The Benefit of Longer Peptide Substrates
While it is almost unequivocally accepted that bigger is not always better, longer just might be. A recent paper published by CSSB scientist, Christian Loew, demonstrates that the binding of longer unmodified peptides to the SlyD enzyme results in higher affinity and activity measurement than binding it to a chemically modified tetrapeptide. Using this longer substrate length enabled Loew and his group to present a series of SlyD structures from the organism Thermus thermophilus which reveal important clues about substrate binding and the catalytic mechanism of the enzyme.
SlyD is a folding helper protein that accelerates the cis/trans isomerization of proline peptide bonds which are important for the correct folding of proteins. Loew has been studying this enzyme since his days as a PhD student at the University of Halle-Wittenberg where he contributed to the structure determination of the substrate free enzyme. He then continued to study this protein as a post-doc attempting to understand on a molecular level how these enzymes bind their substrates and catalyse the isomerization reaction. Initially, he was unable to identify substrates suitable for crystallization studies due to their low affinity and had all but given up on finding more information about SlyD. A contaminant in a membrane protein preparation led to the structure determination of a homologous protein from E. coli and the identification of new substrates.*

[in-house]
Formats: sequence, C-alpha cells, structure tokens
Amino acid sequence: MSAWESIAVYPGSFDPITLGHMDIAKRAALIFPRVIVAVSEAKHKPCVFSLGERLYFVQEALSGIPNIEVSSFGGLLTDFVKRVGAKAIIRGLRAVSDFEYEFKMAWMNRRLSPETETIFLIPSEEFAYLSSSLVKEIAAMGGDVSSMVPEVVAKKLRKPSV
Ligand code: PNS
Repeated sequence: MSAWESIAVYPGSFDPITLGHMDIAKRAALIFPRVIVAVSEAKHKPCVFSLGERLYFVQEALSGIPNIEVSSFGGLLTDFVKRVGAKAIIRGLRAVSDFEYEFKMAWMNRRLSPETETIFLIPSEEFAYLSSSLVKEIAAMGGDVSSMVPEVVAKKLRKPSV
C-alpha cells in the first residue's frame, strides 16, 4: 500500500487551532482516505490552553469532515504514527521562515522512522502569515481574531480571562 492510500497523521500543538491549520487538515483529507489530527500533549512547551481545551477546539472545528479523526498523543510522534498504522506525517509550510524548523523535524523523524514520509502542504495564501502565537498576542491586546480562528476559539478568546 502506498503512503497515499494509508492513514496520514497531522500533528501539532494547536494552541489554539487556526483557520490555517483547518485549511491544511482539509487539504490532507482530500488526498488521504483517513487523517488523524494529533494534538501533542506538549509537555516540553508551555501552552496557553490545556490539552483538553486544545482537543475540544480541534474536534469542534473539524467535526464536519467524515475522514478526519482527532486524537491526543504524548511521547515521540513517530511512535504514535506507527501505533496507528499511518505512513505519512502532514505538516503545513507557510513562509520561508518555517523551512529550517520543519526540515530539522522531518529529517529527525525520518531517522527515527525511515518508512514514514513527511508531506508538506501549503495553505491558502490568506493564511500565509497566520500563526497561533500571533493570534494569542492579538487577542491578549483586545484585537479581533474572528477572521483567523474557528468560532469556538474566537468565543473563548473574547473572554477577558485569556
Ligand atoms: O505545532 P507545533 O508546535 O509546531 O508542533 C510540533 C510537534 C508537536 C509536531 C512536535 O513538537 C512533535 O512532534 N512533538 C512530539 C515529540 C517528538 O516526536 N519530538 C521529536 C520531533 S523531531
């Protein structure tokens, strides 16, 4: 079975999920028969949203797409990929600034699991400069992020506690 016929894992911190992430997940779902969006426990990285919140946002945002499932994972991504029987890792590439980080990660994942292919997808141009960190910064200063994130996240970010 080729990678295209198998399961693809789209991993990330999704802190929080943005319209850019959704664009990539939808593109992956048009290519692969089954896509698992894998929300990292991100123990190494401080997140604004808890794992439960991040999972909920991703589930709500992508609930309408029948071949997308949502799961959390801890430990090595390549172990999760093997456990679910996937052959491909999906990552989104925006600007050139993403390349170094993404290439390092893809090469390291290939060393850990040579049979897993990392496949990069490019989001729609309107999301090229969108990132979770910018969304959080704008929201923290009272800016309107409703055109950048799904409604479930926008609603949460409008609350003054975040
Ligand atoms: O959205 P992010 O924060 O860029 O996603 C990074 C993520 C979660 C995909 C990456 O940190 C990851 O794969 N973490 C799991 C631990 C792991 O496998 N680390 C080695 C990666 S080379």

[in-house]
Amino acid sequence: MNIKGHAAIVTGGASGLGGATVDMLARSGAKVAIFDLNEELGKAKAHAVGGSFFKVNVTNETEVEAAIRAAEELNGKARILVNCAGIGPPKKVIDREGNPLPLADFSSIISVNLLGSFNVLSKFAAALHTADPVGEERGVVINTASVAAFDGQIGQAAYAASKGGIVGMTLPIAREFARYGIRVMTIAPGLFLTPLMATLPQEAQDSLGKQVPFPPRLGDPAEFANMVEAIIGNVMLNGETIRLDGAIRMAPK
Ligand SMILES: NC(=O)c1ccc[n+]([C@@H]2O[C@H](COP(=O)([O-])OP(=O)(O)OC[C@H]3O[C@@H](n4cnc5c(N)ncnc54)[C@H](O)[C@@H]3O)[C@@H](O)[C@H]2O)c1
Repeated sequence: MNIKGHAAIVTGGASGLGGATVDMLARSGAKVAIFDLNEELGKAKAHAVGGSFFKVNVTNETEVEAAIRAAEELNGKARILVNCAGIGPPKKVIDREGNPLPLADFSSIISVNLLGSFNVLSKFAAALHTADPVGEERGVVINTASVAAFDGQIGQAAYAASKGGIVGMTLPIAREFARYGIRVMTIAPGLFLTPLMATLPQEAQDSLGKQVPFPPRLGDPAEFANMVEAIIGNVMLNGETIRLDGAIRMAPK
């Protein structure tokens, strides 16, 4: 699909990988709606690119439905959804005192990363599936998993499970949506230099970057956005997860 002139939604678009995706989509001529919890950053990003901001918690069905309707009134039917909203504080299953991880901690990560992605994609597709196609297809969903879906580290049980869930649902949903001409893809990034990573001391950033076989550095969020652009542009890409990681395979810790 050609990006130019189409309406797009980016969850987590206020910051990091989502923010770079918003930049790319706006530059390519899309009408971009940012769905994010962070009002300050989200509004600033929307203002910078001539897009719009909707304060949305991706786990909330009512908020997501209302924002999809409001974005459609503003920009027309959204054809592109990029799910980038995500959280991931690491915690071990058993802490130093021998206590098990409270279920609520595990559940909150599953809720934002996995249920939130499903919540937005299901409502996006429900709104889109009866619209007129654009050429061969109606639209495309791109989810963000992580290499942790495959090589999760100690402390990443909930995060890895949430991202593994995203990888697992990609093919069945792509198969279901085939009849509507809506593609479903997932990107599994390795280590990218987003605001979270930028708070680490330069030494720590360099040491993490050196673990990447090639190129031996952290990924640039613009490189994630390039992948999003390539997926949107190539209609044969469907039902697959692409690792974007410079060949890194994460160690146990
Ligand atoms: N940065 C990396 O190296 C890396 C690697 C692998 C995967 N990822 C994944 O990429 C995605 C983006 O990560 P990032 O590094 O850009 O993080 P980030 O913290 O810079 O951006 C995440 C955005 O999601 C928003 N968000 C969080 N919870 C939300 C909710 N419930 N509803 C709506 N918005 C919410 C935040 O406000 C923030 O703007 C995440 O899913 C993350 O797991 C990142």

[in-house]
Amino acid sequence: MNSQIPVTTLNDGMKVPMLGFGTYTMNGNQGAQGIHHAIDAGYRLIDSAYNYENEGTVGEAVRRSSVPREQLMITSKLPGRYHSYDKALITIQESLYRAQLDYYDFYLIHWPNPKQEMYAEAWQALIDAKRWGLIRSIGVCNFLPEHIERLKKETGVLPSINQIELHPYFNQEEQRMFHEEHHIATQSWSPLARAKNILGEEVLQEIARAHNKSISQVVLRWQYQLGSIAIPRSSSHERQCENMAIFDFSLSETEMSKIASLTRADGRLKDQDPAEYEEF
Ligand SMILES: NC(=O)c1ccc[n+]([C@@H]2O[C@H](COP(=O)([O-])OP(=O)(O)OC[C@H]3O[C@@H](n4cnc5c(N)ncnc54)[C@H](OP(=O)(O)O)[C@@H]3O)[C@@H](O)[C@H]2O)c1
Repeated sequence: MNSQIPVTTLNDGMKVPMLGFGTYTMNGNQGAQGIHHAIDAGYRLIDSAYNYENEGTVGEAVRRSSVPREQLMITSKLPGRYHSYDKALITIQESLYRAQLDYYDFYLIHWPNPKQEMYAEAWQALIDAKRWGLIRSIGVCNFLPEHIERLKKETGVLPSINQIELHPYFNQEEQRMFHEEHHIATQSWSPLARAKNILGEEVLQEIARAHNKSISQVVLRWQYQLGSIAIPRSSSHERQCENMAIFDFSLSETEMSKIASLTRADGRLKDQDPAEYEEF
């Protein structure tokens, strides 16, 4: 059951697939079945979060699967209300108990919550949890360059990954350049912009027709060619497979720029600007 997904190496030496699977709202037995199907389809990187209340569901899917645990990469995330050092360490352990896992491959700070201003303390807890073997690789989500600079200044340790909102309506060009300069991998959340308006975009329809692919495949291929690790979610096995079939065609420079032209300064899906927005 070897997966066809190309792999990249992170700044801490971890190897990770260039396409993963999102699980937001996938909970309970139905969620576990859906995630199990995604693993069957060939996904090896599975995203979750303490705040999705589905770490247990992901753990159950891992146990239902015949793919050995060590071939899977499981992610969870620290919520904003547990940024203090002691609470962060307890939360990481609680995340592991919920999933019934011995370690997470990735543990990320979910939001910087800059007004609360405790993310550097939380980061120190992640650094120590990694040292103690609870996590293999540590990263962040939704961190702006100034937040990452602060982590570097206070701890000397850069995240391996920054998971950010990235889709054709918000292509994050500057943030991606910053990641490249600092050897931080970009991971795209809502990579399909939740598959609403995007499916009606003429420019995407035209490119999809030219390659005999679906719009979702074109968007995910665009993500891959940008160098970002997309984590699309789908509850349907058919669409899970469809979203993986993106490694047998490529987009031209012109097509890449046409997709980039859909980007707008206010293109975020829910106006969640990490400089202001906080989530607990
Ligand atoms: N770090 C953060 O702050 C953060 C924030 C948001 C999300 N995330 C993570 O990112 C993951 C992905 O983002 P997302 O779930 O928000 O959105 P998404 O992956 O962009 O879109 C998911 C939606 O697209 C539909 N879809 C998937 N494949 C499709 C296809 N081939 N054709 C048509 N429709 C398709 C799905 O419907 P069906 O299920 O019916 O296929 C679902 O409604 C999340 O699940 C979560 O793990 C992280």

Out of curiosity Loew added these longer peptides to the thermophilic SlyD protein and to his great surprise they bound with high affinity. Crystals of various SlyD-peptide complexes could be grown and their structures determined using X-ray crystallography. He also teamed up with colleagues at the University of Lund and used NMR spectroscopy to analyse the activity towards these new substrates. The results revealed that the substrates bind in a highly adaptable fashion to SlyD and the enzyme displays a 100 - 1000 fold higher activity towards these substrates compared to the conventionally used tetrapeptides. Furthermore, the obtained structures allowed the researchers to propose a novel general model for the catalytic mechanism of prolyl isomerases of the FKBP class that involves C-terminal rotation around the peptidyl-prolyl bond mediated by stabilization of the twisted transition state in the hydrophobic binding site. Loew hopes that his experience will encourage other scientists to consider using longer peptides as substrates in their assays when examining proline isomerase reactions. “These substrate mimics are more authentic,” he explains.
*(ref: PMID: 22735173 FASEB J. 2012 Oct;26(10):4003-13. doi: 10.1096/fj.12-208397. Epub 2012 Jun 26. High-resolution insights into binding of unfolded polypeptides by the PPIase chaperone SlpA. Quistgaard EM1, Nordlund P, Löw C.)
ref: PMID: 27664121 BMC Biol. 2016 Sep 23;14(1):82. doi:10.1186/s12915-016-0300-3. Molecular insights into substrate recognition and catalytic mechanism of the chaperone and FKBP peptidyl-prolyl isomerase SlyD.Quistgaard EM, Weininger U, Ural-Blimke Y, Modig K, Nordlund P, Akke M, Löw C